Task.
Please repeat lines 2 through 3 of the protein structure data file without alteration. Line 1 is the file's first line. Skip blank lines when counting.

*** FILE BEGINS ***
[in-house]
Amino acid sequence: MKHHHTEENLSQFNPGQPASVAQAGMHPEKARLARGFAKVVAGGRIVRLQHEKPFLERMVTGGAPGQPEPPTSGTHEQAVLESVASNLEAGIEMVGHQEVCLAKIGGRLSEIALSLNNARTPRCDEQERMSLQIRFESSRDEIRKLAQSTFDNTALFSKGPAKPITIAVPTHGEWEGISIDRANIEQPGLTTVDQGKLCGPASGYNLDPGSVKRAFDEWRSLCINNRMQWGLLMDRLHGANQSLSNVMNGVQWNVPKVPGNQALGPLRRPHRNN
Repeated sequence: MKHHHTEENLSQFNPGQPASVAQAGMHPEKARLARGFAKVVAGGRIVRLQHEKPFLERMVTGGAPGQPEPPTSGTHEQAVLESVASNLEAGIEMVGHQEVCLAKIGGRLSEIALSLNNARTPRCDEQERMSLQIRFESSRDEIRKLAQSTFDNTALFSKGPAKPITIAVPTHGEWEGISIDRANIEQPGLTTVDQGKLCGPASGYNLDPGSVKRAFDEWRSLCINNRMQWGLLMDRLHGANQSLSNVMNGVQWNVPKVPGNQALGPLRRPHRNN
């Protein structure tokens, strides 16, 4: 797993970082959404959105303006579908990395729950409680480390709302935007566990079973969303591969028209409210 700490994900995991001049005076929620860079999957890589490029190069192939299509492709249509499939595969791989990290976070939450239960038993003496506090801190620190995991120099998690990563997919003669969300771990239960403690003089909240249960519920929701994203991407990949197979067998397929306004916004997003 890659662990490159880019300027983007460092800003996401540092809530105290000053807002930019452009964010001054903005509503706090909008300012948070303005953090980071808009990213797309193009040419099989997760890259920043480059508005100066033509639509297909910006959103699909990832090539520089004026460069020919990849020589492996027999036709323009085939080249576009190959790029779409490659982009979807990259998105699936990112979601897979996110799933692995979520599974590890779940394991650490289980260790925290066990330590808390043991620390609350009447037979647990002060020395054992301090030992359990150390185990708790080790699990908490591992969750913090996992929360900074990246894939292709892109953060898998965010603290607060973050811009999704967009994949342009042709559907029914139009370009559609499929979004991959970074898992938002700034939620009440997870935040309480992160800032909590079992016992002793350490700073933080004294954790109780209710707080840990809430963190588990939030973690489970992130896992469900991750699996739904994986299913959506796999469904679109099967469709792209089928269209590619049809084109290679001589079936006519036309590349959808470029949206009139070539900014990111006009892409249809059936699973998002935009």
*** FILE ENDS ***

Amino acid sequence: MKHHHTEENLSQFNPGQPASVAQAGMHPEKARLARGFAKVVAGGRIVRLQHEKPFLERMVTGGAPGQPEPPTSGTHEQAVLESVASNLEAGIEMVGHQEVCLAKIGGRLSEIALSLNNARTPRCDEQERMSLQIRFESSRDEIRKLAQSTFDNTALFSKGPAKPITIAVPTHGEWEGISIDRANIEQPGLTTVDQGKLCGPASGYNLDPGSVKRAFDEWRSLCINNRMQWGLLMDRLHGANQSLSNVMNGVQWNVPKVPGNQALGPLRRPHRNN
Repeated sequence: MKHHHTEENLSQFNPGQPASVAQAGMHPEKARLARGFAKVVAGGRIVRLQHEKPFLERMVTGGAPGQPEPPTSGTHEQAVLESVASNLEAGIEMVGHQEVCLAKIGGRLSEIALSLNNARTPRCDEQERMSLQIRFESSRDEIRKLAQSTFDNTALFSKGPAKPITIAVPTHGEWEGISIDRANIEQPGLTTVDQGKLCGPASGYNLDPGSVKRAFDEWRSLCINNRMQWGLLMDRLHGANQSLSNVMNGVQWNVPKVPGNQALGPLRRPHRNN